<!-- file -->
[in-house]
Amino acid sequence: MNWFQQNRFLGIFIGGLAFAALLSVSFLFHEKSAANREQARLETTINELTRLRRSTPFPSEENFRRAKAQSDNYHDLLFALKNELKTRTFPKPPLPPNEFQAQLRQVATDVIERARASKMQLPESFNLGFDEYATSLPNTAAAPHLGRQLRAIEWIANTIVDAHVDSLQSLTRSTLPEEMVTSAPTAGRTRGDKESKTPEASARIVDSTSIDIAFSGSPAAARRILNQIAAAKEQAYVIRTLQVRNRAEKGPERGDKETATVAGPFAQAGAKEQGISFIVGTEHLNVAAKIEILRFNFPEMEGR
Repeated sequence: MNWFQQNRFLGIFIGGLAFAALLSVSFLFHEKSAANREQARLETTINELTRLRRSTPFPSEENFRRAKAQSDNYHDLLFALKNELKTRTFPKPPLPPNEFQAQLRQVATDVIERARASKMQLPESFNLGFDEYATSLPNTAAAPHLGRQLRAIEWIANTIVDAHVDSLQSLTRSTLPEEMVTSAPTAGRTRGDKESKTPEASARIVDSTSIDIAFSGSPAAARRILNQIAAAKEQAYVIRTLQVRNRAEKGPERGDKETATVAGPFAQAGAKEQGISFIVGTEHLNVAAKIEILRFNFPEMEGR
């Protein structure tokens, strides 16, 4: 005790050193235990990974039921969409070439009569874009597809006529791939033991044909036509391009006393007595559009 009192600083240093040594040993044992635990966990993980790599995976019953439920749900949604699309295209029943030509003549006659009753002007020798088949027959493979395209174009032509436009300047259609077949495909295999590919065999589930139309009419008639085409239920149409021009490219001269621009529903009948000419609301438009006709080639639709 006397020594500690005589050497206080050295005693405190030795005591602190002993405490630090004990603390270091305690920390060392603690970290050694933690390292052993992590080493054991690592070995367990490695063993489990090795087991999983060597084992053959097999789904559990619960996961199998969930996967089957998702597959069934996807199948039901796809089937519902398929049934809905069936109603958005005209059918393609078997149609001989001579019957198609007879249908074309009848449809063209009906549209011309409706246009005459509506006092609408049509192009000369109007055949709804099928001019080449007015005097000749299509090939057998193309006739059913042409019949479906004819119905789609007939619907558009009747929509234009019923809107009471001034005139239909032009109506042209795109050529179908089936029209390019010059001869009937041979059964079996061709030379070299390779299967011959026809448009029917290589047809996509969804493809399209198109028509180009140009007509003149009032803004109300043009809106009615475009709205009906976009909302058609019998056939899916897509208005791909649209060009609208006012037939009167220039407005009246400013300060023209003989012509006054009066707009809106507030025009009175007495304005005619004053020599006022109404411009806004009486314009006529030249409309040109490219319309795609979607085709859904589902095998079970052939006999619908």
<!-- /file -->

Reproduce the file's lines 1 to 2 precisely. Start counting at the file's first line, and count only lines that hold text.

[in-house]
Amino acid sequence: MNWFQQNRFLGIFIGGLAFAALLSVSFLFHEKSAANREQARLETTINELTRLRRSTPFPSEENFRRAKAQSDNYHDLLFALKNELKTRTFPKPPLPPNEFQAQLRQVATDVIERARASKMQLPESFNLGFDEYATSLPNTAAAPHLGRQLRAIEWIANTIVDAHVDSLQSLTRSTLPEEMVTSAPTAGRTRGDKESKTPEASARIVDSTSIDIAFSGSPAAARRILNQIAAAKEQAYVIRTLQVRNRAEKGPERGDKETATVAGPFAQAGAKEQGISFIVGTEHLNVAAKIEILRFNFPEMEGR